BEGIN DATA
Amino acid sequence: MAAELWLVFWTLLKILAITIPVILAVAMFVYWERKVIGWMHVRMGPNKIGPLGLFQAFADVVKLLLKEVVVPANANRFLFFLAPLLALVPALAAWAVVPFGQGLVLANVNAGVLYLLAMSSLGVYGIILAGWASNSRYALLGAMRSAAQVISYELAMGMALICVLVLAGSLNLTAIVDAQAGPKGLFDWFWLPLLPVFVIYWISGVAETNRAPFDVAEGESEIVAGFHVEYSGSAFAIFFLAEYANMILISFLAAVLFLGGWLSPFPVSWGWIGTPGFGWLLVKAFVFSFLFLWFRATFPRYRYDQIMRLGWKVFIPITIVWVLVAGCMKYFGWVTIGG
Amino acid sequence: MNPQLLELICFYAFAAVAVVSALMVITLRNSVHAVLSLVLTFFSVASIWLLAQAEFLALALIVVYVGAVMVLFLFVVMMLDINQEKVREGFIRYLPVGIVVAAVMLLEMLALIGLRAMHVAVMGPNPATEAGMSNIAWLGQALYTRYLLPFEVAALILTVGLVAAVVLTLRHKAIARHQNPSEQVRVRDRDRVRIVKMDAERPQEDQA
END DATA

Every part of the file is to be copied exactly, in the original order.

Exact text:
Amino acid sequence: MAAELWLVFWTLLKILAITIPVILAVAMFVYWERKVIGWMHVRMGPNKIGPLGLFQAFADVVKLLLKEVVVPANANRFLFFLAPLLALVPALAAWAVVPFGQGLVLANVNAGVLYLLAMSSLGVYGIILAGWASNSRYALLGAMRSAAQVISYELAMGMALICVLVLAGSLNLTAIVDAQAGPKGLFDWFWLPLLPVFVIYWISGVAETNRAPFDVAEGESEIVAGFHVEYSGSAFAIFFLAEYANMILISFLAAVLFLGGWLSPFPVSWGWIGTPGFGWLLVKAFVFSFLFLWFRATFPRYRYDQIMRLGWKVFIPITIVWVLVAGCMKYFGWVTIGG
Amino acid sequence: MNPQLLELICFYAFAAVAVVSALMVITLRNSVHAVLSLVLTFFSVASIWLLAQAEFLALALIVVYVGAVMVLFLFVVMMLDINQEKVREGFIRYLPVGIVVAAVMLLEMLALIGLRAMHVAVMGPNPATEAGMSNIAWLGQALYTRYLLPFEVAALILTVGLVAAVVLTLRHKAIARHQNPSEQVRVRDRDRVRIVKMDAERPQEDQA